EU: Overheating record for the last seven years, according to Copernicus


The last seven years from 2015 to 2021 were “clean” the hottest ever recorded, confirming the progress of climate warming, with record concentrations of greenhouse gases, the European Earth observation agency Copernicus announced today.

2021 may not have been the fifth hottest year ever, but it ‘suffered’ the devastating effects of climate change: unusual and deadly heat waves in North America and Southern Europe, devastating wildfires in Canada or Siberia, impressive cold snap in the central United States or extreme flooding in China and Western Europe.

In 2021, according to Copernicus, temperatures averaged above 1.1-1.2 degrees Celsius compared to the pre-industrial era (1850-1900), a reference period for measuring the overheating caused by greenhouse gas emissions. due to human activity.

The goal of the Paris Agreement in 2015, to limit overheating “purely” below +2 degrees Celsius and if possible to +1.5 degrees Celsius, is therefore dangerously close.

On an annual average, 2021 ranks slightly ahead of 2015 and 2018, with 2016 remaining the hottest year.

And the last seven years “have been the hottest ever, by far,” the European Union said.

“This is a stark reminder of the need to change, to take effective and decisive action to move towards a sustainable society and to work to reduce carbon emissions,” said Carlo Buontebo, director of the Copernicus climate change service.

Because the service measured in 2021 new record concentrations in the atmosphere of greenhouse gases produced by human activity and responsible for overheating.

Carbon dioxide (CO2), by far the first responsible for overheating mainly from combustion of minerals and cement production, reached a record level of 414.3 ppm (parts per million), according to “preliminary” data of Copernicus.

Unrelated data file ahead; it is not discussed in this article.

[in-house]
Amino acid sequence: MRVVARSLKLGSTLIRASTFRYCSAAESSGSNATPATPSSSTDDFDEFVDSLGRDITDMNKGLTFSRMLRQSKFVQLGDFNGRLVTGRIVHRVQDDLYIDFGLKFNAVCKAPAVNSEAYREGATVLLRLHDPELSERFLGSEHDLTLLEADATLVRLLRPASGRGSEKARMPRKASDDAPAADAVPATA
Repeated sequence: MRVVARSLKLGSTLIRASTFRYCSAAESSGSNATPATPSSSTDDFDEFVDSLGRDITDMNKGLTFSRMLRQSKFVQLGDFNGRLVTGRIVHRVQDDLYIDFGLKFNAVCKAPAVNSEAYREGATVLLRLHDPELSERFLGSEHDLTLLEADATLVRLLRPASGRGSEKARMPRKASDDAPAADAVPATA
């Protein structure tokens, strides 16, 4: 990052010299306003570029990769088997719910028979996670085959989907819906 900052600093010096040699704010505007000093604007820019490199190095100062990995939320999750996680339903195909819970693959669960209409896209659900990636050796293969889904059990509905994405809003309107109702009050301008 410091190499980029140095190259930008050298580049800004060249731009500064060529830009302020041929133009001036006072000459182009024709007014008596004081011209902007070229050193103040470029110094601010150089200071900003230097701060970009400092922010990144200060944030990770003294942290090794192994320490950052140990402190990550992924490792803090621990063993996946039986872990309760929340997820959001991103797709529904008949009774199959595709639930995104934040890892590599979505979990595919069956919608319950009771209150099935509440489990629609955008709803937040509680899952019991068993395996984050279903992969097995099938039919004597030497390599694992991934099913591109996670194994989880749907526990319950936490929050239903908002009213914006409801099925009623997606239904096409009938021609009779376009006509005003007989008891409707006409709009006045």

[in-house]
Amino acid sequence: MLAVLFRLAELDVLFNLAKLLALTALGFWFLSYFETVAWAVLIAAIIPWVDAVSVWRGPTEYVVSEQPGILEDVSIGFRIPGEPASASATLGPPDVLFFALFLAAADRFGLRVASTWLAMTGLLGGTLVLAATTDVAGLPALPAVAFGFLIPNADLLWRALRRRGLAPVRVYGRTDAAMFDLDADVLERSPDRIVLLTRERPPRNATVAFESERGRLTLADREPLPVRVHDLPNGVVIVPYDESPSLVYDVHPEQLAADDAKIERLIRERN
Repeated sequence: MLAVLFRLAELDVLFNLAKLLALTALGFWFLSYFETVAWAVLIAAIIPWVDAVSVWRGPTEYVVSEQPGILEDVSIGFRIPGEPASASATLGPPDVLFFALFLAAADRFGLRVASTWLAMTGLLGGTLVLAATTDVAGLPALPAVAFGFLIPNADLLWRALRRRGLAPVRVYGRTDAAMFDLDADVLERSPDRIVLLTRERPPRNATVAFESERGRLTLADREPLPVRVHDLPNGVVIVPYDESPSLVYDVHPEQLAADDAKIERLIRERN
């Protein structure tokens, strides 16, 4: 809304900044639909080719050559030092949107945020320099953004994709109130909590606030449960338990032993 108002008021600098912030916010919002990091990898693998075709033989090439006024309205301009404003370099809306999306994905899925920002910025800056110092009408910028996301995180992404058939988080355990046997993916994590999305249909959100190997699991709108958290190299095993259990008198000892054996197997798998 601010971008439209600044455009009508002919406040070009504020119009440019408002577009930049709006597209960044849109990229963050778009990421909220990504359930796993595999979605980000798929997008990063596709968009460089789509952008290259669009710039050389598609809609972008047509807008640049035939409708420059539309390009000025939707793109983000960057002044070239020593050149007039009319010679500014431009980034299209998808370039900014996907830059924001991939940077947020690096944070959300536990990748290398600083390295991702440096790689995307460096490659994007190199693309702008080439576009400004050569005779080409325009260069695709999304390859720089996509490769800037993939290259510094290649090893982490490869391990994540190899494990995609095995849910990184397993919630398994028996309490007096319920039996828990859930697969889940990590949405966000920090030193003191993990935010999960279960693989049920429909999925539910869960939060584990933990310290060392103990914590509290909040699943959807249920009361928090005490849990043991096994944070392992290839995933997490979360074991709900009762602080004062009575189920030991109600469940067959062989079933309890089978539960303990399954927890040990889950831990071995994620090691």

“Nail on the coffin”

By 2020, despite a slowdown in pandemic activity, the World Meteorological Organization (OMM) had measured this concentration at 413.2 ppm, or 149% above pre-industrial levels.

Copernicus also tracks emissions of methane, a greenhouse gas that is even more potent than carbon dioxide but remains less in the atmosphere, about 60% of which is man-made (ruminant farming, rice growing, waste, residues come from natural sources such as peatlands).

They also continued to “increase in 2021 (…) reaching an unprecedented average”, according to the European agency, which stressed, however, that the origin of this increase “is not fully understood”.

At the UN COP26 climate conference in November, some 100 countries joined an “initiative” to reduce methane emissions by 30%. A goal that could, if met, make the slogan heard at the Glasgow conference more realistic to “keep alive (his goal of 1.5 points)”.

Commitments to reduce emissions by various countries, including those announced on the occasion of COP26, are leading to a 2.7-degree Celsius orbit, a level described as “catastrophic” by the UN.

On the occasion of COP26, the OMM had already announced that the last seven years of 2015 would probably be the hottest ever recorded, warning that the global climate is entering “unknown territory” because of this event.

“It’s a new warning about what we’re doing on our planet and we desperately need real action to reduce emissions,” said Sir Brian Hoskins, director of the Grantham Institute for Climate Change at Imperial College London. that “it becomes difficult to say something new every time we see another nail being nailed to the coffin of the planet”.

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